17th British International Open for Juniors and Cadets
Crystal Palace National Sports Centre January 21-22 2006
Report by Martyn & Olivia Skipper
Photos by Martyn Skipper, and DEPhoto www.dephoto.co.uk
A new year is upon us, and a new era in English karate. The BIKO series is recognised as important in the European tournament calendar. This year however a special significance is conferred as this is the first event since the inauguration of Karate England and the appointment of its management team- including Ticky Donovan, 8th dan, OBE as National Squad Director. Ticky’s long career has taken many turns, from his early days as a pioneering athlete, to the in-favour /out of favour see-saw career as National Coach. Since his reaffirmation as head of the English coaching team, the early signs of a true unification have been promising – at the end of last year at least two athletes from outside the old EKGB have been accepted into the National Squad.
So what would be the effects on an England youth team? Would a renewed sense of group purpose translate to the medal table?
Whatever the outcome it is self-evident that the karateka testing themselves in this international junior tournament represent the future of the sport (and, some would argue, the art) of karate in this country. Although domestic karateka dominated the entry in terms of numbers, a huge overseas entry, and a significant contingent from the other home countries meant that the quality of competition was always going to be high.
The National Sports Centre auditorium was as full as this writer has ever seen for a karate event, with all the bench seating filled, all the VIP boxes fully occupied and a good number of spectators overflowing into the balcony areas.
In terms of quality, the dominant French national team was out in force. Also present were the Norwegian, Belgian and Dutch national squads, and strong representations from Wales, Ireland and Scotland. Many of the up-and coming Eastern European countries, such as Lithuania, Czech Republic and Slovakia were also represented.
Saturday was Kata day, and most of the younger competitors’ events were also staged on day one. A packed programme and almost 20 different countries in attendance meant it was way past many competitors’ (and officials’!) bedtimes by the time the day’s events drew to a conclusion.
World Junior Champion Katie Hurry did not disappoint, as she beat the French number two, Sylvia Macaluso in the final of the Girls 18-20yrs 60kg+ kumite. In the boys’ 16-17 U70kg kumite Shikon’s Daniel Broom beat Luxembourg’s Manou Ginter, the 2004 Dutch Open Champion.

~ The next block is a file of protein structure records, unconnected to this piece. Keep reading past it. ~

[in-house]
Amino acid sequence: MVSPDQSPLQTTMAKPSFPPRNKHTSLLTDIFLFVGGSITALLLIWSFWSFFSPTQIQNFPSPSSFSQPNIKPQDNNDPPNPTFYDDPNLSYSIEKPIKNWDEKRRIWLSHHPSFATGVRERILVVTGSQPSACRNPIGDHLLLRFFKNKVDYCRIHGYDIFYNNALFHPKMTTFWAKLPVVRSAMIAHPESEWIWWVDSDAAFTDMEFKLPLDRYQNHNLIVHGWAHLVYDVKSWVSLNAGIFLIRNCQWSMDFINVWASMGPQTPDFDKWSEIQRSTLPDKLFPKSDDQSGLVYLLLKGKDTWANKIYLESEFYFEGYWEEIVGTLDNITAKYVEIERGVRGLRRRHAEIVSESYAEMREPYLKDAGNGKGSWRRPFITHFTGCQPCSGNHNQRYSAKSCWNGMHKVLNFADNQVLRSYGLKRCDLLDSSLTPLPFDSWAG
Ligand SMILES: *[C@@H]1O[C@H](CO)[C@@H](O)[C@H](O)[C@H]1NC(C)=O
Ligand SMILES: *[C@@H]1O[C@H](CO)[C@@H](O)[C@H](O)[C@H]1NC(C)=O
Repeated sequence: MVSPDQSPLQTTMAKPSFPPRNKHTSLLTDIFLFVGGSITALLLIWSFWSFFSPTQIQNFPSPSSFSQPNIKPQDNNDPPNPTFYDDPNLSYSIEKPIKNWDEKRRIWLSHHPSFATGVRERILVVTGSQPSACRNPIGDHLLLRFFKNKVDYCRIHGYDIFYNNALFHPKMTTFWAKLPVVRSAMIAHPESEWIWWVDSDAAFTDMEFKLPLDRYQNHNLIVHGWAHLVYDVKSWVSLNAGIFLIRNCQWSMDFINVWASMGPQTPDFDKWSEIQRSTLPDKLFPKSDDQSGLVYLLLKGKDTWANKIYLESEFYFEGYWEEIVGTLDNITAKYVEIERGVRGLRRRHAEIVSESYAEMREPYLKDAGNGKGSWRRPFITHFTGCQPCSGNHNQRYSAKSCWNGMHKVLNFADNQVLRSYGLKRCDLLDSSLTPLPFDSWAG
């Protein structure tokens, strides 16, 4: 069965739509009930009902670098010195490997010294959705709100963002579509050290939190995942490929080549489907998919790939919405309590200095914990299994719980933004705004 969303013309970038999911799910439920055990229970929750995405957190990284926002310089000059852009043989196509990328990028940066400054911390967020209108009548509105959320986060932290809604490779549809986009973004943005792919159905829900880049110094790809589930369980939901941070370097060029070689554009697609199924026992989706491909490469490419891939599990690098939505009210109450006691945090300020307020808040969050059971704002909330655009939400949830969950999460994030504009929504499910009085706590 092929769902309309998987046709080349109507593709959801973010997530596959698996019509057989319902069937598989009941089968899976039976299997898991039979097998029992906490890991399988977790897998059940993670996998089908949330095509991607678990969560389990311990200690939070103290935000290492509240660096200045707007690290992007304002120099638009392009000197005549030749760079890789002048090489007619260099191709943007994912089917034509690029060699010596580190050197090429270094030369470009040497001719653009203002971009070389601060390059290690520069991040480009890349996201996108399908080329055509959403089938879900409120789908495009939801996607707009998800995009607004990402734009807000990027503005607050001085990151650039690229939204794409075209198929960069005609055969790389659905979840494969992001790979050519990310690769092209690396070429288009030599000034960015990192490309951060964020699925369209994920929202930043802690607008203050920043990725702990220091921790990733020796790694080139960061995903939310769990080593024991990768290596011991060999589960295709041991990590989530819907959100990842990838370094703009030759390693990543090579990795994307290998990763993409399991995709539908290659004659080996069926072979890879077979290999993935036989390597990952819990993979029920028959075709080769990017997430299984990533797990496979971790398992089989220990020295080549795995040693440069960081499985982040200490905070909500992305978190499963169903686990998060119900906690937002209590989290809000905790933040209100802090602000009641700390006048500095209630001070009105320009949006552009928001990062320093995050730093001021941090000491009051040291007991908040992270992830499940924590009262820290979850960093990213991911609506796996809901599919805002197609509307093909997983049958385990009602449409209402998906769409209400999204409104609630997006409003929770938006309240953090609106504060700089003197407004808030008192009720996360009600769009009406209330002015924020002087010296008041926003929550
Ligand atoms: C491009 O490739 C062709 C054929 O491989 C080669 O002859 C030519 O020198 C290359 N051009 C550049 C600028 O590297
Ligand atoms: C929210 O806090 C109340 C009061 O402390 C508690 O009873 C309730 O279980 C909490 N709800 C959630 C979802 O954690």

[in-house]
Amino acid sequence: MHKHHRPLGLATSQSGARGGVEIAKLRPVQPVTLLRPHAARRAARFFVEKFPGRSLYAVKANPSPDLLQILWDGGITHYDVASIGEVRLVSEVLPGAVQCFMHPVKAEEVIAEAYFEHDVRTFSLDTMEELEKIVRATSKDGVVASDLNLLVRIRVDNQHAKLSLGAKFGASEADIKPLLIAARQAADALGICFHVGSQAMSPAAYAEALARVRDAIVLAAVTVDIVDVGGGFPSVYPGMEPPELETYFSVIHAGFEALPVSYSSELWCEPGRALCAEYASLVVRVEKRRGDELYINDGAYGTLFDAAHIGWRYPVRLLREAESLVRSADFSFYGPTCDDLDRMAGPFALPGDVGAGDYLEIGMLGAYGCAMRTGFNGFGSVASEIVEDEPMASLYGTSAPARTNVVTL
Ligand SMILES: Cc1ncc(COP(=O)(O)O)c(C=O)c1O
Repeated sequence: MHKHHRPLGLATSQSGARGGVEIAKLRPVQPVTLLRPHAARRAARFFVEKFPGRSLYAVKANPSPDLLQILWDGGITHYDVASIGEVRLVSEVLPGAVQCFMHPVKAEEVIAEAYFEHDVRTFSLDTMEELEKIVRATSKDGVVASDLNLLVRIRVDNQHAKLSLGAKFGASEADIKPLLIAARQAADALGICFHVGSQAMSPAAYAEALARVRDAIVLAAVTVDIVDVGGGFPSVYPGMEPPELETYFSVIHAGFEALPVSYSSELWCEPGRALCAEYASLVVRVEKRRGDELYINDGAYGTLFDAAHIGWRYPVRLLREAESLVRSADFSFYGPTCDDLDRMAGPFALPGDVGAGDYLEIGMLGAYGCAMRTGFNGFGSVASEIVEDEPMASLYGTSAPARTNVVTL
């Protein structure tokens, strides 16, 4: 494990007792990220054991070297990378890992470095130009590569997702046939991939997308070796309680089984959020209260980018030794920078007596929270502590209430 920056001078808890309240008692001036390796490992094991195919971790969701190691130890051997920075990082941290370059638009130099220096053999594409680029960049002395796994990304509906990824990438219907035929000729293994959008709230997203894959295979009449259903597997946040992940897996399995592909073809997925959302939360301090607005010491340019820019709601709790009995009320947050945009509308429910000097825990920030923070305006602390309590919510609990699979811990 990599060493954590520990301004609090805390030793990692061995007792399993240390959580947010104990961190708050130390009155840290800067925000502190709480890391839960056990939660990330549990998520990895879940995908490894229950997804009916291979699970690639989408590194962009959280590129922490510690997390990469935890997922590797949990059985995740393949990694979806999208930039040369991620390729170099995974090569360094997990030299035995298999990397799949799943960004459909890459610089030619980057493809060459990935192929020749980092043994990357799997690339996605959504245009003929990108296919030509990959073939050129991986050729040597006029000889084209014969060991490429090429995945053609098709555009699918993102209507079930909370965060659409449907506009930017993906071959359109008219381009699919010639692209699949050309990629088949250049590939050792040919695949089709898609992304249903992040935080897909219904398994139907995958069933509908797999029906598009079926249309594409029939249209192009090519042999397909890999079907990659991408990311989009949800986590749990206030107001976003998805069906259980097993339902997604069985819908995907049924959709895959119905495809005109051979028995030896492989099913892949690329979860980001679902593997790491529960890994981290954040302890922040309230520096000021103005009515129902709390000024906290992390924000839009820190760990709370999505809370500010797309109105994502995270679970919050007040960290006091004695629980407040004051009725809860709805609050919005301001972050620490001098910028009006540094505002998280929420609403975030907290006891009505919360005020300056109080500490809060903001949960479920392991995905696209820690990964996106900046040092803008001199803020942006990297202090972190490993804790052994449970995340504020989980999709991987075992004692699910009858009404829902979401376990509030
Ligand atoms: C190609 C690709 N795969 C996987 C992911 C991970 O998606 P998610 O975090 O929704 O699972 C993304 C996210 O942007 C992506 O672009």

The 12-13 boys U55k kumite final was between Lewis Butterfield and Jordan Thomas. Although scores were level with 30 seconds to go, southpaw Thomas found the resolve to score the deciding point to take the title.
In acknowledgement of the youth of the protagonists, it seemed appropriate for part of this report to be given over to the next generation. I therefore invited my daughter, nine-year old Olivia, to interview the Boys’ 12-13x U55kg Kumite champion, 12 year old Jordan Thomas. Their dialogue is reproduced here:
OS: How long have you been involved in karate?
JT: Eight and a half years, since I was four
OS: Who inspired you to begin?
JT: My dad
OS: Yes, same here. Who is your instructor?
JT: My dad, Willie Thomas
(At this point I interjected): Wow, he was World Champion, wasn’t he?
JT: Yes three times
OS: Do you do anything in your spare time?
JT: Schoolwork. I want to be a sports therapist.
OS: What grade are you?
JT: First Dan
OS: Have you ever been abroad to compete?
JT: Yes lots of places. Too many to recall
OS: What was your favourite?
OS: Thanks very much, and good luck for the future
JT: Thank you.
The female 16-17 years 57kg+ kumite looked an interesting category. The first semi final saw Kaizen’s Jade Honeywood defeat fancied French number one Nadege ait Ibrahim. The second semi final was between Norwegian champion Caroline Thomassen and Slovak Ivana Dukova. Having never taken the lead in a 3-3 tied bout, Thomassen snatched a gyaku in encho-sen for a place in the final. The tall, leggy Norwegian opened the scoring with an early jodan tsuki, but Jade quickly levelled with a chudan gyakuzuki. Despite her long reach advantage, Thomassen was warned for holding. Breaking out to a more appropriate distance, a long range kizamizuki failed to meet its mark. A second category two offence in the closing seconds gave the title to Jade Honeywood.
Notable results from the team events: in the female 16-20 kata, Yamaguchi Goju Kai beat a Dutch National team for the title; the English 16-20 girls beat Belgium for the kumite title and England’s AMA won the girls 10-125 team kata.
The blue riband event of the weekend was the male 16-20 years team kumite. This event held great promise as a strong local team was drawn to meet the French team in the final, if things went to form. The French team included Larry Dona, who beat his compatriot Didier Peret in the 18-20 year U70kg individual final, and the U80kg finalists Nadir Benassia and Michael Alonso. (Incidentally the French took all four medals in this category!)